Gabrielle Chanel was born on August 19, 1883 in the French province: her mother, weak and sick, after having given birth to five children died prematurely. The father, a street vendor with a vice of alcohol and women, unable to bear the responsibility of raising those children, leaves them to the grandparents who decide to send the two boys to work and the three girls to the Aubazine orphanage.
After six years in the institute of the Sisters of the Sacred Heart of Mary, Chanel, with her aunt Adrienne, moved to Moulins. She starts working in a linen and knitwear shop as a saleswoman and then, after only one year, opens a small tailoring repair business.
Thanks to this autonomy, the two are able to enjoy the social life of the small town which included the frequentation of outdoor cafes and a pavilion where musical performances were held, La Rotonde, whose customers were the young officers of the cavalry. Chanel tries the job of the singer but without success.
Only the nickname is worthy of remembrance of that period: Coco, taken from the refrain of one of his songs.
But Gabrielle isn’t intimidated by her poor results. Her goal was to change her life, to get out of that situation of precariousness and poverty that had surrounded her since she was a child. Among the army officers there was also Etienne Balsan who, intrigued and fascinated by the figure of Chanel, asks her to move with him to his estate in the countryside near Paris. Gabrielle was waiting for nothing else. She decides to follow him. It is 1908 when for the young woman it seems that her destiny is convinced to help her.
While staying at Royallieu, Chanel discovers an absolutely new world. That of sporting activities, stables, racehorses, parties, the idle life and habits of the bourgeois class. It is in these years that she conceives her style, her concept of clothing.
Uniforms play a fundamental role, those she had seen wearing at the orphanage, those of the soldiers she met in Moulins, those of the horsemen, but also those of the cocottes (the women who kept company with Balsan’s friends during parties). Coco immediately feels the need to differentiate herself.
BEGINNINGS AS A MILLINER
Thus she begins to modify the hats she buys for herself, stripping them of all those useless decorations, reducing their shapes and making them more practical to wear. Everyone likes them very much, so much so that Chanel, with the financial help of Balsan, opens a small workshop in Paris in 1909. She is very successful thanks to the frequentation of bourgeois friends she met during horse racing.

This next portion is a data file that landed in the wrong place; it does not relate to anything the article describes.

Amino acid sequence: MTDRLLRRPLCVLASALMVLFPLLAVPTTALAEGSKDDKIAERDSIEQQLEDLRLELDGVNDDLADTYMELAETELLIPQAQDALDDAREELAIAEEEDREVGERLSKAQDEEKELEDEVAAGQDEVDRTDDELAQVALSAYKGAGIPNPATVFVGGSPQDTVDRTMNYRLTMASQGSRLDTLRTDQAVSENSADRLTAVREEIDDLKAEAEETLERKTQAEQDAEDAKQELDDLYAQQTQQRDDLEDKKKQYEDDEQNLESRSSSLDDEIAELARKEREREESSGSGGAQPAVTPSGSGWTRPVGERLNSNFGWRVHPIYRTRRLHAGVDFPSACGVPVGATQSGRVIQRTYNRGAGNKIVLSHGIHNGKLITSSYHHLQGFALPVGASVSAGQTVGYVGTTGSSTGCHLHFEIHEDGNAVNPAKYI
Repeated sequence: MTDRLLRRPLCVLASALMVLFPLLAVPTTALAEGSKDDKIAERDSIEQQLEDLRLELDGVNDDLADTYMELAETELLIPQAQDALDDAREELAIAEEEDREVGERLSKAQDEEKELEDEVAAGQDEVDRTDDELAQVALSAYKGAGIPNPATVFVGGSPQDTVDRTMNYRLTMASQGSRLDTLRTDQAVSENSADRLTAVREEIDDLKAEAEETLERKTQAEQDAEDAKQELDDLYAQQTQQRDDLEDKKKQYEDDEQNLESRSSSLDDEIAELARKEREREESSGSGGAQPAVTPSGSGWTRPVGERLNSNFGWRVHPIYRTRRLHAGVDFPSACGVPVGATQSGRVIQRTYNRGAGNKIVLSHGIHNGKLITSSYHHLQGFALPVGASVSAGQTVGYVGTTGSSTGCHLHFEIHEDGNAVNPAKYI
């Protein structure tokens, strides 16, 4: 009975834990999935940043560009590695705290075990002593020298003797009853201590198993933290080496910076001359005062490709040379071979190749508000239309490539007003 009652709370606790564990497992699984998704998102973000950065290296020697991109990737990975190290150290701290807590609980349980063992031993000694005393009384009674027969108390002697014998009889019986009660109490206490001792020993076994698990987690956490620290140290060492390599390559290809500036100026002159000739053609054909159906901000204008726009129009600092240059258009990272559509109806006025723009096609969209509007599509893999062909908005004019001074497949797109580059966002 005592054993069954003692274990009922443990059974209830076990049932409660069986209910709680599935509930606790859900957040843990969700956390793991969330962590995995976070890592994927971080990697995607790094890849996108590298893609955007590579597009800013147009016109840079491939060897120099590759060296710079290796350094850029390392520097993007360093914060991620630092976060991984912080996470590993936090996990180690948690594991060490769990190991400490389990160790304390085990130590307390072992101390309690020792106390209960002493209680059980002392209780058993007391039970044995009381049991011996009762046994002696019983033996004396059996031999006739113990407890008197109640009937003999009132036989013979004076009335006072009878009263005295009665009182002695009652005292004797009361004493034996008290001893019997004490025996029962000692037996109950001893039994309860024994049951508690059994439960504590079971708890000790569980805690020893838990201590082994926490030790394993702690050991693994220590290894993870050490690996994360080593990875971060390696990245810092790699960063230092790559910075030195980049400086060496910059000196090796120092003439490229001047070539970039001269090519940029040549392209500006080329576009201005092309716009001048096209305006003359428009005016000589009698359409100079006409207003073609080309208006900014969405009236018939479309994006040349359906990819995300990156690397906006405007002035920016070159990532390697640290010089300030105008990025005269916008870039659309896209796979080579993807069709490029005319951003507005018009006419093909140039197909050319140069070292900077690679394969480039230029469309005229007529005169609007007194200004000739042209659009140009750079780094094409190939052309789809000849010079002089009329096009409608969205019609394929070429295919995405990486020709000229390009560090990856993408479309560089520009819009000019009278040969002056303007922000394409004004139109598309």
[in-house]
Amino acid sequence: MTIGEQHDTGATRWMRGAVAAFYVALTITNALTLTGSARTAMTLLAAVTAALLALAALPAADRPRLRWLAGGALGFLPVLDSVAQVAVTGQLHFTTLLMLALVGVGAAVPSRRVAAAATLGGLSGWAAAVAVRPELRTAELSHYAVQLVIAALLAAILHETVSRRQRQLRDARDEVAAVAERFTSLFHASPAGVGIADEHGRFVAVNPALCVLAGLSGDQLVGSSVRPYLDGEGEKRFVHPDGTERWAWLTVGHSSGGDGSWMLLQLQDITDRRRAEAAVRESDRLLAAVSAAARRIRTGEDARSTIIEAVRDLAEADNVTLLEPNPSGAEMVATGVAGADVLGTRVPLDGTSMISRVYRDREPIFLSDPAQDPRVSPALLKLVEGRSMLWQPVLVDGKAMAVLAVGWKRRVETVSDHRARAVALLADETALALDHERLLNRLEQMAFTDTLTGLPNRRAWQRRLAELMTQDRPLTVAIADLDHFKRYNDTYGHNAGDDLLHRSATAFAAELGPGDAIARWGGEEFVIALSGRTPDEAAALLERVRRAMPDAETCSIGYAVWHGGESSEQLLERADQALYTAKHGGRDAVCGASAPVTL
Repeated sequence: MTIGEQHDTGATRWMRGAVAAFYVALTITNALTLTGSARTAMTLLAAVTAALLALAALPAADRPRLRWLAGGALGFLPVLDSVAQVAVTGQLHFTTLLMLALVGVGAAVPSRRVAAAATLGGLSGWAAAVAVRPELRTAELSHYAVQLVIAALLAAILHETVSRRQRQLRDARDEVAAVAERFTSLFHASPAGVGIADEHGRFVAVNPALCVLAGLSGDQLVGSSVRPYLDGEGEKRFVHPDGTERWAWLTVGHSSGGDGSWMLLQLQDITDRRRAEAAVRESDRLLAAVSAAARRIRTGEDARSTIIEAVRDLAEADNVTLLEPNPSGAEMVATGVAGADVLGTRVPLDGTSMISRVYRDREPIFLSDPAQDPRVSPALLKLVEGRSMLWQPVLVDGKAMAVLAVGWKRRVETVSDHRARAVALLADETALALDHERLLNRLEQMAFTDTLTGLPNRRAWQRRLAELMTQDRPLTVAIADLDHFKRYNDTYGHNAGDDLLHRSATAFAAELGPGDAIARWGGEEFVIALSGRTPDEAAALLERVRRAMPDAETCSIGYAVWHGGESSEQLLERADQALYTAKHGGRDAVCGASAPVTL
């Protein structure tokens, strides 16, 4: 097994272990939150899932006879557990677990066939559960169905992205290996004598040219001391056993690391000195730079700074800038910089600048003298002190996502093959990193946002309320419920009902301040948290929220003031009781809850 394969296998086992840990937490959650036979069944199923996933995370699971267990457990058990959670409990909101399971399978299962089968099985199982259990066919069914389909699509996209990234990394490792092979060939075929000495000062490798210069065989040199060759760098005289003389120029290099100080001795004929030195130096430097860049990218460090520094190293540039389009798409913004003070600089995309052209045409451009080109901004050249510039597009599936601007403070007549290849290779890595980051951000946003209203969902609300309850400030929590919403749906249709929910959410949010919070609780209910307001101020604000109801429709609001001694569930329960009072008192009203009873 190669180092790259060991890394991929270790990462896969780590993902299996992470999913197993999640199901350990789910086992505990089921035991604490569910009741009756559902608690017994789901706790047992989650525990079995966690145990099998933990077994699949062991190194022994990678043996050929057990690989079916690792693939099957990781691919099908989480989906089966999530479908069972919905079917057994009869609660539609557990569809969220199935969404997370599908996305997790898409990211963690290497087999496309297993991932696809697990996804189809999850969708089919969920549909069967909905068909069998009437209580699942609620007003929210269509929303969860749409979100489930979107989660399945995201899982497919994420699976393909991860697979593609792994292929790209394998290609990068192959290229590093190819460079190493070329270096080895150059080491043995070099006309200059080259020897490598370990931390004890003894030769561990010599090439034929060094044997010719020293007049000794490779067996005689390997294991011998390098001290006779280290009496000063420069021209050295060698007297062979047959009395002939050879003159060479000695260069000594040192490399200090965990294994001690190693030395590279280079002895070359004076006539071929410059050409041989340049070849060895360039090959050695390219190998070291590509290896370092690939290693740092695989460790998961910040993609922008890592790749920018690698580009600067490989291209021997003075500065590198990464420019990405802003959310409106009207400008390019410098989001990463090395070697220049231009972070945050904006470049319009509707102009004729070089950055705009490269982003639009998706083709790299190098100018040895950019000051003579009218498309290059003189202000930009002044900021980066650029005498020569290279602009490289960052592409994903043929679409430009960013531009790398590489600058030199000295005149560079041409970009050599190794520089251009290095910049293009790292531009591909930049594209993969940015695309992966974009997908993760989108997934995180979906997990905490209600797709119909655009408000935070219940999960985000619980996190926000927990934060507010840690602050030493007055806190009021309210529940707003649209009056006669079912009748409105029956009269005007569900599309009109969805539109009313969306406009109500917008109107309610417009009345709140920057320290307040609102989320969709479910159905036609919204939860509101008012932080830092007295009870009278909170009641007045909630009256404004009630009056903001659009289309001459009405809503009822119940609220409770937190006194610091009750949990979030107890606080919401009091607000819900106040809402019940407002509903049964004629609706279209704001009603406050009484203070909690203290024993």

The following year, in 1910, Gabrielle rents the first branch of the Chanel house in rue Cambon, thanks to the financial help of another figure of reference for the life of the designer: Arthur Capel, nicknamed Boy.
From the very beginning, business went very well and the actresses were immortalized wearing Mademoiselle Chanel hats. Thus, without effort, Coco approaches the avant-garde art world.
Coco & Boy
In 1913 another winning move. During the summer, her best clients moved from the capital to Deauville in Normandy. With Boy’s approval, Chanel opens a boutique in the resort town: the customers were the same but the needs changed. Chanel, who has always been used to adapting her way of dressing to circumstances, begins to think about more suitable clothing. The inspiration is always the same but instead of horses there were sports and holiday life. The elements she introduces range from straight and comfortable knits to sporty pullovers, from masculine-cut flannel blazers to wool caps.
WORLD WAR I
It is 1914, the First World War has broken out and the decision to stay in Deauville proves to be brilliant for Chanel. Coco was soon forced to produce clothing for the ladies who had left the capital in a hurry for fear of the German invasion. Her business is booming, her production is enriched with garments such as straight skirts, sailor jackets, shirts and low-heeled shoes. The uniforms of the nurses are also entrusted to Gabrielle.
After the fear, a few months later, everyone returns to Paris. But habits have changed.
CHANEL N ° 5
Chanel is the first designer to associate her name with a perfume, the first unconsciously to work on a life style idea. In 1923 the most famous fragrance of all time was released, Chanel n ° 5. Five because Chanel chooses the fifth olfactory proposal made to her by the perfume company of Ernest Beaux and Henri Robert, with whom she begins to collaborate. Even the bottle design is rigid, simple, square, unlike the baroque ampoules of the feminine perfumes of the time.
Chanel’s intuition as a first business woman in fashion is also in this: perceiving changes in the air and following them, or if necessary, conditioning them